ununtrium

The Columbia Encyclopedia, 6th ed.

ununtrium

ununtrium, artificially produced radioactive chemical element; symbol Uut; at. no. 113; mass number of most stable isotope 284; m.p., b.p., sp. gr., and valence unknown. Situated in Group 13 of the periodic table, it is expected to have properties similar to those of thallium and indium.

In an experiment in 2003, scientists from the Joint Institute for Nuclear Research in Dubna, Russia, and Lawrence Livermore National Laboratory in California collaborated in the reported discovery of ununtrium. They bombarded atoms of americium-243 with ions of calcium-48. Among the products of the bombardment were four atoms of ununpentium (element 115), which in less than one tenth of a second decayed into atoms of ununtrium by emitting an alpha particle. Two isotopes of ununtrium were identified, the longer-lived (Uut-284) having a half-life of about 48 msec, and the other (Uut-283) a half-life of about 46.6 msec. The same team later reported creating ununtrium-285 by bombarding neptunium-237 with calcium-48 in 2007. Researchers at Japan's RIKEN Linear Accelerator Facility in Wako also have reported creating the element, with their first results in 2004. They used a bismuth-209 target, which was bombarded with zinc-70 to produce ununtrium-279 (2004) and ununtrium-278 (2012). No name has yet been adopted for element 113, which is therefore called ununtrium, from the Latin roots un for one and tri for three, under a convention for neutral temporary names proposed by the International Union of Pure and Applied Chemistry (IUPAC) in 1980.

See also synthetic elements; transactinide elements; transuranium elements.

Notes for this article

Add a new note
If you are trying to select text to create highlights or citations, remember that you must now click or tap on the first word, and then click or tap on the last word.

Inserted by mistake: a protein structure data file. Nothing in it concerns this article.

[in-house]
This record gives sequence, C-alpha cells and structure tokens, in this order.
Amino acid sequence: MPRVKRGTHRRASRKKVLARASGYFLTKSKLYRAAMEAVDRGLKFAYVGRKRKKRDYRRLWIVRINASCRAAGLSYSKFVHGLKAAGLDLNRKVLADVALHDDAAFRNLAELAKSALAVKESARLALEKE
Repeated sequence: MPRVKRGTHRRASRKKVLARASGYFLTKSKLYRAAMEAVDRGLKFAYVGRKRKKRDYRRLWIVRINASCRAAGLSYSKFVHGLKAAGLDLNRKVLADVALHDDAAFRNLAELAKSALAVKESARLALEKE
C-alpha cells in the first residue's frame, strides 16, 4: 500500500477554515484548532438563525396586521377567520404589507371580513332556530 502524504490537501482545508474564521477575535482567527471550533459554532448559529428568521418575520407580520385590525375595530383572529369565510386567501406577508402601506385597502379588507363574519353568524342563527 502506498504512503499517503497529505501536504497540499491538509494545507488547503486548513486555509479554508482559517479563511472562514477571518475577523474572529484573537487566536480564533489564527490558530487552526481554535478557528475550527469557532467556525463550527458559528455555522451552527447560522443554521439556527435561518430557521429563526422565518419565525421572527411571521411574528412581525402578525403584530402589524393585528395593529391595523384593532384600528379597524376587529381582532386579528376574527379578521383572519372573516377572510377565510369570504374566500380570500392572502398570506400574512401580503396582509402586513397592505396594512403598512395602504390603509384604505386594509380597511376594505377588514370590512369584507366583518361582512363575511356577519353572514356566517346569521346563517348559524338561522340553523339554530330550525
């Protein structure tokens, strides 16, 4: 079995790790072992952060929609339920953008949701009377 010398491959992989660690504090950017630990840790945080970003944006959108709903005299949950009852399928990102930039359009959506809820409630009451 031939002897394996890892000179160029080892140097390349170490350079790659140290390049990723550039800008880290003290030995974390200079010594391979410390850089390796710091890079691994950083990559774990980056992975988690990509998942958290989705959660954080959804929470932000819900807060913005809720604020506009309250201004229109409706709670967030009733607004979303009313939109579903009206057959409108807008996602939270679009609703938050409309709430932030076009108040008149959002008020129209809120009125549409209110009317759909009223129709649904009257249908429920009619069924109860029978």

One moment ...
Project items

Items saved from this article

This article has been saved
Highlights (0)
Some of your highlights are legacy items.

Highlights saved before July 30, 2012 will not be displayed on their respective source pages.

You can easily re-create the highlights by opening the book page or article, selecting the text, and clicking “Highlight.”

Citations (0)
Some of your citations are legacy items.

Any citation created before July 30, 2012 will labeled as a “Cited page.” New citations will be saved as cited passages, pages or articles.

We also added the ability to view new citations from your projects or the book or article where you created them.

Notes (0)
Bookmarks (0)

You have no saved items from this article

Project items include:
  • Saved book/article
  • Highlights
  • Quotes/citations
  • Notes
  • Bookmarks
Notes
Cite this article

Cited article

Style
Citations are available only to our active members.
Sign up now to cite pages or passages in MLA, APA and Chicago citation styles.

(Einhorn, 1992, p. 25)

(Einhorn 25)

1

1. Lois J. Einhorn, Abraham Lincoln, the Orator: Penetrating the Lincoln Legend (Westport, CT: Greenwood Press, 1992), 25, http://www.questia.com/read/27419298.

Cited article

ununtrium
Settings

Settings

Typeface
Text size Smaller Larger
Search within

Search within this article

Look up

Look up a word

  • Dictionary
  • Thesaurus
Please submit a word or phrase above.
Print this page

Print this page

Why can't I print more than one page at a time?

Full screen

matching results for page

Cited passage

Style
Citations are available only to our active members.
Sign up now to cite pages or passages in MLA, APA and Chicago citation styles.

"Portraying himself as an honest, ordinary person helped Lincoln identify with his audiences." (Einhorn, 1992, p. 25).

"Portraying himself as an honest, ordinary person helped Lincoln identify with his audiences." (Einhorn 25)

"Portraying himself as an honest, ordinary person helped Lincoln identify with his audiences."1

1. Lois J. Einhorn, Abraham Lincoln, the Orator: Penetrating the Lincoln Legend (Westport, CT: Greenwood Press, 1992), 25, http://www.questia.com/read/27419298.

Cited passage

Welcome to the new Questia Reader

The Questia Reader has been updated to provide you with an even better online reading experience.  It is now 100% Responsive, which means you can read our books and articles on any sized device you wish.  All of your favorite tools like notes, highlights, and citations are still here, but the way you select text has been updated to be easier to use, especially on touchscreen devices.  Here's how:

1. Click or tap the first word you want to select.
2. Click or tap the last word you want to select.

OK, got it!

Thanks for trying Questia!

Please continue trying out our research tools, but please note, full functionality is available only to our active members.

Your work will be lost once you leave this Web page.

For full access in an ad-free environment, sign up now for a FREE, 1-day trial.

Already a member? Log in now.